Corporate - probably? The dress code is something like “business casual”. Though I also see people comfortably stepping outside of those boundaries without being judged or excluded. Work days are usually 8 hours, they can be from 9 to 5, or 10 to 6. It just depends on your meeting schedule and personal habits. As for bigger culture things, there are definitely certain patterns in how people talk and navigate work/social situations; it’s usually done with a level of thoughtfulness, respect, and perhaps a bit of distance. Though those kinds of patterns vary from team to team. As people get to know each other better, they’re generally more comfortable to open up. I often see examples of how in smaller groups the individual personality has the real power to transform the culture within the team, while also challenging certain rules or ways of thinking. That’s what I’ve seen happening in my new team, at least.

What’s your favorite project you’ve worked on at The Times?
Last fall I worked on an email series aimed for readers who have cancelled their subscription. The email experience that was already in place didn't come from a very thoughtful place and was essentially bombarding people who unsubscribed with discounted offers to get them back. It’s tricky to challenge a practice that someone else designed and implemented. Firstly, it can get personal. Secondly, in this particular case, an argument could be made that enough people click on the subscription offers and come back. But we found a pretty fun and helpful metaphor that could challenge the old approach. The metaphor compares our relationship with a reader to a romantic relationship. Would you find it strange if your ex texted you a couple of days after you broke up, asking if you’d like to hang out, as if nothing happened? Probably not. That metaphor helped us a lot in navigating the political implications and soon it became pretty to clear to everyone that talking to our readers after a cancellation needed a more thoughtful touch. 


What’s it like to work in a big company as a designer?
The Times has a strong design community which means that I’m surrounded by really smart and experienced designers who are there to guide me when needed. Critique is a huge part of the process and I really appreciate the opportunity to get my work reviewed. I found both of these things pretty valuable, particularly because this is my first full-time job out of college.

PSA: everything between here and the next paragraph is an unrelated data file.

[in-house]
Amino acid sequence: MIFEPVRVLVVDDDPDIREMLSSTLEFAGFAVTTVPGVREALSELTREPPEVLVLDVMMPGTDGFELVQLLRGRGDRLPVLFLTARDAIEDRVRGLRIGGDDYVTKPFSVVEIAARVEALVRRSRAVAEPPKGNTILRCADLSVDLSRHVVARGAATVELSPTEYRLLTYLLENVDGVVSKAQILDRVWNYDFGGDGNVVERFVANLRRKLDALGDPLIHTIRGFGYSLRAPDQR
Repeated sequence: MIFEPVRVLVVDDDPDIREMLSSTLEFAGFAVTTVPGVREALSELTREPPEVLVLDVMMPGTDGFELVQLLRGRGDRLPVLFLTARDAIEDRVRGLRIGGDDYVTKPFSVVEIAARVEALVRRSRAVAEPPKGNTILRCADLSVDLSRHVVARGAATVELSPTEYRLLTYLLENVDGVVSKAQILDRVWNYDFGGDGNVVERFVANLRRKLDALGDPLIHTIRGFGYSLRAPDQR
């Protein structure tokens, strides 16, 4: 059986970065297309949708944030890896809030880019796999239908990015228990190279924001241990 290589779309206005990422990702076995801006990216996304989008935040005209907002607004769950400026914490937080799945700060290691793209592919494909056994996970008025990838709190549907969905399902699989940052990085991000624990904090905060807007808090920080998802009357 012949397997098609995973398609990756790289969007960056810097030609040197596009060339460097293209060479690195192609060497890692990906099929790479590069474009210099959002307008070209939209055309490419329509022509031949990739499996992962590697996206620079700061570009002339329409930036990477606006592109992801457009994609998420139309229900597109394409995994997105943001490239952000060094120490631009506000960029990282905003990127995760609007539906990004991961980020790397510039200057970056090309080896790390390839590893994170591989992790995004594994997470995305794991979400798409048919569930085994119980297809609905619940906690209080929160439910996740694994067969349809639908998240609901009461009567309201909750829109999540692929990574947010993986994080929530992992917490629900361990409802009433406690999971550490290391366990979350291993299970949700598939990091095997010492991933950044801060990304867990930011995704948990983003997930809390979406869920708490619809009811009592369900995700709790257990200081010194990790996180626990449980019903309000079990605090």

What are your least and most favorite parts of the job?
Working in a big company sometimes feels like working on a really big ship. For that ship to stay on an optimal course, a bunch of little parts and mechanisms have to be in sync and agreement. Thinking about it this way leaves me in awe of the scale of the mission that I’m contributing to. So that’s one of the favorite parts. The least favorite part is just a flip side of what I just described. We can’t always move fast, things take a while, and sometimes that’s the only way.

Are there certain design programs that you use on a daily basis?
Sketch, Figma - for mocking up static designs. InVision - for making prototypes and sometimes Principle for motion prototyping.


If you weren’t doing this, what would you be doing?
Illustrating children’ books. Or making video games.

Okay, but what do you do? Please write your answer as if you’re explaining to your ten-year-old self!


Thank you so much, Asiya! We loved learning about your role and what digital design entails. Readers, after renewing your subscription to the NYT (or signing up for the first time), come back next week to learn more about how Asiya balances work and her personal projects. (Photos provided by Asiya Yakhina).

How To: Become A Personal Trainer

Amina Teaching.jpg

Amina Daniels from last week’s interview is an exercise powerhouse and a never ending fountain of good advice. Because she owns her own boutique fitness studio, we decided to ask about breaking into the industry. Below she tells us the steps to become a personal trainer, and why it matters what your motivation is.

1. Start Online. You can sign up to start training from your couch, right now! The two main starting points are “ACE or NASM, that’s how you get certified”. You have to be at least 18 years old, and their programs last around 10-12 weeks. 

2. Attend Fitness Expos. After she became certified, Amina started attending different demos and expos to learn about new exercise methods. “That’s how I fell in love with TRX, a functional piece of equipment that helps you move better.” You can search for expos near you here and here.

3. Expand Your Offerings. “The more skills you have, the more desirable you are and the better you are. I’m always trying to get more personal trainers to diversify their offerings and get functional training, course educations, get kettle bell training. You’ll be a more well rounded individual and also have more avenues to make money."

4. Find Your Motivation. Amina’s biggest reason for running this studio is encouraging people to exercise to gain strength and flexibility rather than to be obsessed with their body for superficial reasons. She is “trying to change the narrative on fitness. You don’t have to be confined to a wheelchair if you decide that you are going to work on the body that you have for your whole life.” So in all of her classes, she is "trying to help people be better humans.”

Thank you so much, Amina! Detroit is lucky to have you encouraging so many people to use exercise as a tool to better themselves and their lives. Readers, after you’ve renewed your gym membership (and actually decided to go today!), come back next week to hear from a designer who works at one of the world’s most influential newspapers. (Photo provided by Amina Daniels)